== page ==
Rambo va va voom

Natacha Rambova (1897 – 1966) was an American costume and set designer, artistic director, screenwriter, producer and occasional actress. Later in life she worked as a fashion designer and Egyptologist.

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Her mother Winifred Kimball, was married four times, eventually settling on millionaire perfume mogul Richard Hudnut. Rambova was adopted by her stepfather, making her legal name Winifred Hudnut.

Richard Hudnut advertising found here

Rambova was a rebellious teenager. She was sent home from a boarding school for “conduct unbecoming of a lady“. At the age of 17 she fell for 32 year old Theodore Kosloff (who already had a wife and daughter in Europe) and the pair began a tumultuous but short lived love affair. While Kosloff was away on a hunting trip, Rambova packed her bags and called a taxi. However Kosloff returned unexpectedly and caught her leaving; angered, he shot her in the leg. She managed to escape and never reported the matter to the police.

Theodore Kosloff found here

Shortly after this, she started working for Alla Nazimova who employed her as an art director and costume designer. It was on the set of one of Nazimova’s films that Natacha met Rudolph Valentino. They moved in together and devised a plan to sell Valentino’s autograph for 25 cents. This venture kept them afloat between paychecks.

Valentino found here

Natacha took photos of Valentino for a magazine called Shadowland that featured art and dancer photos. The pair were forced to separate (or at least pretend to) as the divorce proceedings for Valentino’s marriage to Jean Acker began. Once the divorce was final, they married on May 13, 1922 in Mexico. However, the law at the time required a year to pass before remarriage and Valentino was jailed as a bigamist. The scandal seriously hurt both their careers.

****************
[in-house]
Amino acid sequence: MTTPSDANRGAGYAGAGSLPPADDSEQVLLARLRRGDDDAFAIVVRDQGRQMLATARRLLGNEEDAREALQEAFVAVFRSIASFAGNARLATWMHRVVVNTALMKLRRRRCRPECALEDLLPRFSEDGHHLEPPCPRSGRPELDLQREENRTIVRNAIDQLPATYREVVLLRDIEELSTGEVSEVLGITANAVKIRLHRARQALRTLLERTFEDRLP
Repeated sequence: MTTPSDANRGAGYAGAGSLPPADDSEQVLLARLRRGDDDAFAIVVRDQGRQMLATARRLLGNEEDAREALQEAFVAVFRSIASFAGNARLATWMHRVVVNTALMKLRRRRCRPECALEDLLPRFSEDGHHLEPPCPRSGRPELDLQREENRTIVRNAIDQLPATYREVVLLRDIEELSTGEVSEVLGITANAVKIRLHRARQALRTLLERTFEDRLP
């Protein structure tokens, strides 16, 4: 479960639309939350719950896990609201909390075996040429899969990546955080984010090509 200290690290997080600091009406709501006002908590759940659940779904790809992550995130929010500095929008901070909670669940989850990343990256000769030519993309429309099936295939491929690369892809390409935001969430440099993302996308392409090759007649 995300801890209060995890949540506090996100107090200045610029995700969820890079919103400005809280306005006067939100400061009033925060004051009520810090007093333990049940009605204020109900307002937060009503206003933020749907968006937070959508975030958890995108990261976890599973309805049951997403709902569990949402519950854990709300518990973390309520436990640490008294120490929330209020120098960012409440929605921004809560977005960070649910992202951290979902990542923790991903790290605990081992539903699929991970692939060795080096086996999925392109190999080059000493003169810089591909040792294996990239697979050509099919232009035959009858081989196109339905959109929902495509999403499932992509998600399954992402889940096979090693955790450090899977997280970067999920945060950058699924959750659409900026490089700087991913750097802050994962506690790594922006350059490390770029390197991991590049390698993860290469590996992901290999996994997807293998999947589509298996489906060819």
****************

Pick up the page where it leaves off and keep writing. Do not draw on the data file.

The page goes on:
Jean Acker found here

They worked together on several films, most of which failed to make money at the box office. Natacha specialized in “exotic” effects in both costume and stage design. For costumes she favored bright colors, baubles, bangles, shimmering fabrics and feathers. She also used the effect of sparkle on half nude bodies slathered in paint.

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After her divorce from Valentino, Rambova opened an elite couture shop on Fifth Avenue in 1927. Later she closed the shop and moved to France after meeting her second husband in 1934. Following her second divorce she developed an interest in the metaphysical and published various articles on healing and astrology.

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Natacha believed in reincarnation and psychic powers. Later in life she became an Egyptologist and a follower of Madame Blavatsky, visiting psychics, partaking in séances and automatic writing. In the mid 1960s she was struck with scleroderma, and became malnourished and delusional as a result. She died of a heart attack in 1966 at the age of 69. Her Egyptian antiquities were donated to the Utah Museum of Fine Arts and she willed a huge collection of Nepali and Lamaistic art to the Philadelphia Museum of Art. Natacha was portrayed by Yvette Mimieux in The Legend of Valentino (1975), and by Michelle Phillips in Ken Russell’s feature film Valentino (1977).

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Published in: on January 2, 2012 at 9:14 pm  Comments (47)  
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